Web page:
Health & Medicine

Beshear announces new public-private effort to battle cancer in Kentucky

Gov. Steve Beshear announced the collaboration Tuesday with the Kentucky Cancer Foundation to tackle a range of cancers.
Gov. Steve Beshear announced the collaboration Tuesday with the Kentucky Cancer Foundation to tackle a range of cancers. AP

FRANKFORT — Gov. Steve Beshear announced a public-private collaboration Tuesday to help tackle Kentucky's problem with high rates of cancer.

At a Capitol news conference, Beshear said the newly formed Kentucky Cancer Foundation will partner with the state in an effort to reduce the rate of lung, breast, cervical and colon cancers.

"Despite Kentucky's current budget constraints, my administration is recommending several critical investments designed to tackle generational problems that plague our state," Beshear said. "One of these investments is to provide colon cancer screenings for our uninsured Kentuckians."

Beshear has recommended in his two-year state budget proposal to spend $1 million on colon cancer screenings for 4,000 Kentuckians.

The foundation would match the $1 million state pledge, for a total of $2 million to be spent over the next two years by the Kentucky Colon Cancer Screening Program.

Beshear said there are more than 24,000 new cases of cancer in Kentucky each year, and more than 9,500 Kentuckians die each year from cancer.

Kentucky is No. 1 for lung cancer incidence and mortality in the nation. The incidence rate is 49 percent higher than the national average, and the mortality rate is 47 percent higher than the rest of the nation.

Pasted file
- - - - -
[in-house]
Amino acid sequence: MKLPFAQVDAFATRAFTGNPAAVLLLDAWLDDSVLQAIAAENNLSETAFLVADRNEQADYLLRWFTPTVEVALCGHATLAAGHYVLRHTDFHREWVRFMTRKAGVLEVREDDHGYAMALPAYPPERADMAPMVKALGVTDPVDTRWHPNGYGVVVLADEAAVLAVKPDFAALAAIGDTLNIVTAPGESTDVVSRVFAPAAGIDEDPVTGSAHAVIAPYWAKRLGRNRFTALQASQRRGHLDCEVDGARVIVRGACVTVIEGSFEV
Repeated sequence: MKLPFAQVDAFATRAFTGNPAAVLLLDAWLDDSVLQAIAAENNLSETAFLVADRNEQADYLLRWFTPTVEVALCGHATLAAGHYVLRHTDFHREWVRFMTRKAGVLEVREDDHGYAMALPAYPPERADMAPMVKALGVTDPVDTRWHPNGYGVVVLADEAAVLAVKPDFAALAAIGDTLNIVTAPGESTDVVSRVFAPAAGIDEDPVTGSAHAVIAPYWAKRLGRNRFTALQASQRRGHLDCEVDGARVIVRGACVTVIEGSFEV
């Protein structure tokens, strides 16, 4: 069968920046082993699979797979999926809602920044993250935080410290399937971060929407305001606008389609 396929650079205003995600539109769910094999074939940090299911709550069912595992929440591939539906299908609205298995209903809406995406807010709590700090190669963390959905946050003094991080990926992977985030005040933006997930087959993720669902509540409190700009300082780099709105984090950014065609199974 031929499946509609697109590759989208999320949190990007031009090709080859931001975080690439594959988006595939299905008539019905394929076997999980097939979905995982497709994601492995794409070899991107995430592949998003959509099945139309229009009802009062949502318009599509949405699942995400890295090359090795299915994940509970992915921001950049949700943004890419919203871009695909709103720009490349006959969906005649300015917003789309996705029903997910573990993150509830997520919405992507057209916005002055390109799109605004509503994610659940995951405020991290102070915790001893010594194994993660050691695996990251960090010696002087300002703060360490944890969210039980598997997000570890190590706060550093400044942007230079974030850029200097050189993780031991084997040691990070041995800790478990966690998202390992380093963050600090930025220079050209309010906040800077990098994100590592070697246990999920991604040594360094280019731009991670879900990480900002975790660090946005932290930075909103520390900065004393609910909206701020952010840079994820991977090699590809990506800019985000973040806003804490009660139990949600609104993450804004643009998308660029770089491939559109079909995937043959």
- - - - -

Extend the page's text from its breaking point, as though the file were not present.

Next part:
Kentucky's incidence of colon cancer is the second highest in the nation and more than 20 percent higher than the national average. Kentucky also has the third-highest colon cancer and rectal cancer death rate in the United States.

"This is a real problem in our state that is affecting the lives of every family. As a cancer survivor, I know firsthand that screenings and an early diagnosis will help save our citizens from this horrible disease," said Beshear, who had prostate cancer in 1994.

The foundation will raise money from private donations and pursue grants to pay for prevention and early-detection services — mammograms, pap smears, smoking cessation programs and colon cancer screenings — for residents who can't pay for them. The board of the foundation will help raise money for these additional screenings.

"Kentucky is known as the nation's No. 1 cancer state," said Dr. Whitney Jones, a co-founder of the foundation. "Having adequate funding for these needed screenings is the missing link between the uninsured and cancer prevention/early detection. That's why the mission of the foundation is so important to the future of Kentucky."

The 4,000 screenings proposed by Beshear are part of the Kentucky Colon Cancer Screening Program that was created by the state legislature in 2008 but was never funded.

Beshear is to join foundation members, health advocates and cancer survivors at a colon cancer awareness rally at 1 p.m. Thursday on the steps of the state Capitol.

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